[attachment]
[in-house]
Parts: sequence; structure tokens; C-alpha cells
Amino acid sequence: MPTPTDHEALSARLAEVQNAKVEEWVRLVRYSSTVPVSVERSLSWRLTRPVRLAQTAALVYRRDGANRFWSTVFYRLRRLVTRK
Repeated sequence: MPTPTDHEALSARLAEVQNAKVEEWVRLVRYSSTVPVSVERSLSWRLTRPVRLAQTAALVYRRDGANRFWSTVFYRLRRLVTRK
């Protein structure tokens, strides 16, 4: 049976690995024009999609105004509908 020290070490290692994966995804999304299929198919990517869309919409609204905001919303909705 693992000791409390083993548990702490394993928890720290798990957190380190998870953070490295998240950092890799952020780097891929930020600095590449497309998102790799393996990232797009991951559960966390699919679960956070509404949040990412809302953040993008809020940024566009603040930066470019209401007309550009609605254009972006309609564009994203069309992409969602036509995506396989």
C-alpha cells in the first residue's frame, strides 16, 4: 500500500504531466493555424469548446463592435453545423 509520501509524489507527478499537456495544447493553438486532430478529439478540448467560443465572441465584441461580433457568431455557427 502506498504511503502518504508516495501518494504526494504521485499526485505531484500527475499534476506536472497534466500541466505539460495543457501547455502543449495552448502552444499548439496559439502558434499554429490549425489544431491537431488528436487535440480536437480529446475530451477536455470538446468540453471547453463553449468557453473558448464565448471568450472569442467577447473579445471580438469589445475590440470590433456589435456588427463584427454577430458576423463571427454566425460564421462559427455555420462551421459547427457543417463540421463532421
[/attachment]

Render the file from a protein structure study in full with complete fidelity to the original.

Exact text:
[in-house]
Parts: sequence; structure tokens; C-alpha cells
Amino acid sequence: MPTPTDHEALSARLAEVQNAKVEEWVRLVRYSSTVPVSVERSLSWRLTRPVRLAQTAALVYRRDGANRFWSTVFYRLRRLVTRK
Repeated sequence: MPTPTDHEALSARLAEVQNAKVEEWVRLVRYSSTVPVSVERSLSWRLTRPVRLAQTAALVYRRDGANRFWSTVFYRLRRLVTRK
């Protein structure tokens, strides 16, 4: 049976690995024009999609105004509908 020290070490290692994966995804999304299929198919990517869309919409609204905001919303909705 693992000791409390083993548990702490394993928890720290798990957190380190998870953070490295998240950092890799952020780097891929930020600095590449497309998102790799393996990232797009991951559960966390699919679960956070509404949040990412809302953040993008809020940024566009603040930066470019209401007309550009609605254009972006309609564009994203069309992409969602036509995506396989």
C-alpha cells in the first residue's frame, strides 16, 4: 500500500504531466493555424469548446463592435453545423 509520501509524489507527478499537456495544447493553438486532430478529439478540448467560443465572441465584441461580433457568431455557427 502506498504511503502518504508516495501518494504526494504521485499526485505531484500527475499534476506536472497534466500541466505539460495543457501547455502543449495552448502552444499548439496559439502558434499554429490549425489544431491537431488528436487535440480536437480529446475530451477536455470538446468540453471547453463553449468557453473558448464565448471568450472569442467577447473579445471580438469589445475590440470590433456589435456588427463584427454577430458576423463571427454566425460564421462559427455555420462551421459547427457543417463540421463532421